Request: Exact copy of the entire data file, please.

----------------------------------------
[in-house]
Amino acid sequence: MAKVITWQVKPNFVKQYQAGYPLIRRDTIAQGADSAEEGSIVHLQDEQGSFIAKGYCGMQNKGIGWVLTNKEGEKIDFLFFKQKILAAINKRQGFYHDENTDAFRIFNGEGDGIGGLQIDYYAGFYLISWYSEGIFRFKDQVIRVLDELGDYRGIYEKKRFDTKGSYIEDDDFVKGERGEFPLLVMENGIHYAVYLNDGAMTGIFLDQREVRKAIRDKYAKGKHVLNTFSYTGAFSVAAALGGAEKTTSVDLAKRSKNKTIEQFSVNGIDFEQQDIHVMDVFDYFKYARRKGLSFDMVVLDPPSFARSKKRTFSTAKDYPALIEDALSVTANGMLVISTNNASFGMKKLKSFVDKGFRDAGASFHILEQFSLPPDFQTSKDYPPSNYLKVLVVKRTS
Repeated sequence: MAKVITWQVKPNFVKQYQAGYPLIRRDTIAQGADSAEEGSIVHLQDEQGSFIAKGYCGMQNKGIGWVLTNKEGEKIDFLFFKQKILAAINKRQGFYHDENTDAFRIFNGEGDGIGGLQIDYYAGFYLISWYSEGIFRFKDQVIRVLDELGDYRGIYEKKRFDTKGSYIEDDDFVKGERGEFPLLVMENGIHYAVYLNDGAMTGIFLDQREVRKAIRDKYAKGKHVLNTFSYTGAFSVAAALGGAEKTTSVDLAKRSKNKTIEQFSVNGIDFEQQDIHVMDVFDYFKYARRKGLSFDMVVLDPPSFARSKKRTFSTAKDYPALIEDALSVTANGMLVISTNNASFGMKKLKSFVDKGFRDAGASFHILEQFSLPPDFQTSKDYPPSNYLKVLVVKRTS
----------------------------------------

[in-house]
Amino acid sequence: MAKVITWQVKPNFVKQYQAGYPLIRRDTIAQGADSAEEGSIVHLQDEQGSFIAKGYCGMQNKGIGWVLTNKEGEKIDFLFFKQKILAAINKRQGFYHDENTDAFRIFNGEGDGIGGLQIDYYAGFYLISWYSEGIFRFKDQVIRVLDELGDYRGIYEKKRFDTKGSYIEDDDFVKGERGEFPLLVMENGIHYAVYLNDGAMTGIFLDQREVRKAIRDKYAKGKHVLNTFSYTGAFSVAAALGGAEKTTSVDLAKRSKNKTIEQFSVNGIDFEQQDIHVMDVFDYFKYARRKGLSFDMVVLDPPSFARSKKRTFSTAKDYPALIEDALSVTANGMLVISTNNASFGMKKLKSFVDKGFRDAGASFHILEQFSLPPDFQTSKDYPPSNYLKVLVVKRTS
Repeated sequence: MAKVITWQVKPNFVKQYQAGYPLIRRDTIAQGADSAEEGSIVHLQDEQGSFIAKGYCGMQNKGIGWVLTNKEGEKIDFLFFKQKILAAINKRQGFYHDENTDAFRIFNGEGDGIGGLQIDYYAGFYLISWYSEGIFRFKDQVIRVLDELGDYRGIYEKKRFDTKGSYIEDDDFVKGERGEFPLLVMENGIHYAVYLNDGAMTGIFLDQREVRKAIRDKYAKGKHVLNTFSYTGAFSVAAALGGAEKTTSVDLAKRSKNKTIEQFSVNGIDFEQQDIHVMDVFDYFKYARRKGLSFDMVVLDPPSFARSKKRTFSTAKDYPALIEDALSVTANGMLVISTNNASFGMKKLKSFVDKGFRDAGASFHILEQFSLPPDFQTSKDYPPSNYLKVLVVKRTS